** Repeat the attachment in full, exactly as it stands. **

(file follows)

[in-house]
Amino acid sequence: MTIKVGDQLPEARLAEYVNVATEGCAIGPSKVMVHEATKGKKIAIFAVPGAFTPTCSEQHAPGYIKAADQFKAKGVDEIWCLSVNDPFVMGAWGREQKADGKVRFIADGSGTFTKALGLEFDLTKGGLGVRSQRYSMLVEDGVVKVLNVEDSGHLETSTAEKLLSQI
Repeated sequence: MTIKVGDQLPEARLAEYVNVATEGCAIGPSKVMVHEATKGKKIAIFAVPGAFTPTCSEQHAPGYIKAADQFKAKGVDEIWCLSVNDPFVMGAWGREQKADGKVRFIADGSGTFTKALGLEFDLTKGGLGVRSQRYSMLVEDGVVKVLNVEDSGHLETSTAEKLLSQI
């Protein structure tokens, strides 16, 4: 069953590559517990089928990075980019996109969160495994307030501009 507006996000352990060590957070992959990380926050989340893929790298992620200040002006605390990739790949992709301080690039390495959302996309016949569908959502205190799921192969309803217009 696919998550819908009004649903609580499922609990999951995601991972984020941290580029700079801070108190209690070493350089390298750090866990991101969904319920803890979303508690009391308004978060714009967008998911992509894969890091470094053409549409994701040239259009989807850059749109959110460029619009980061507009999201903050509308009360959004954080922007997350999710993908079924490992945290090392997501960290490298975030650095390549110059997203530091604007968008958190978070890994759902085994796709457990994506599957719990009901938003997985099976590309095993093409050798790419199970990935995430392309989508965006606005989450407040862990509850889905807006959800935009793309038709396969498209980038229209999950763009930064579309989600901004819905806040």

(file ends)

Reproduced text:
[in-house]
Amino acid sequence: MTIKVGDQLPEARLAEYVNVATEGCAIGPSKVMVHEATKGKKIAIFAVPGAFTPTCSEQHAPGYIKAADQFKAKGVDEIWCLSVNDPFVMGAWGREQKADGKVRFIADGSGTFTKALGLEFDLTKGGLGVRSQRYSMLVEDGVVKVLNVEDSGHLETSTAEKLLSQI
Repeated sequence: MTIKVGDQLPEARLAEYVNVATEGCAIGPSKVMVHEATKGKKIAIFAVPGAFTPTCSEQHAPGYIKAADQFKAKGVDEIWCLSVNDPFVMGAWGREQKADGKVRFIADGSGTFTKALGLEFDLTKGGLGVRSQRYSMLVEDGVVKVLNVEDSGHLETSTAEKLLSQI
């Protein structure tokens, strides 16, 4: 069953590559517990089928990075980019996109969160495994307030501009 507006996000352990060590957070992959990380926050989340893929790298992620200040002006605390990739790949992709301080690039390495959302996309016949569908959502205190799921192969309803217009 696919998550819908009004649903609580499922609990999951995601991972984020941290580029700079801070108190209690070493350089390298750090866990991101969904319920803890979303508690009391308004978060714009967008998911992509894969890091470094053409549409994701040239259009989807850059749109959110460029619009980061507009999201903050509308009360959004954080922007997350999710993908079924490992945290090392997501960290490298975030650095390549110059997203530091604007968008958190978070890994759902085994796709457990994506599957719990009901938003997985099976590309095993093409050798790419199970990935995430392309989508965006606005989450407040862990509850889905807006959800935009793309038709396969498209980038229209999950763009930064579309989600901004819905806040």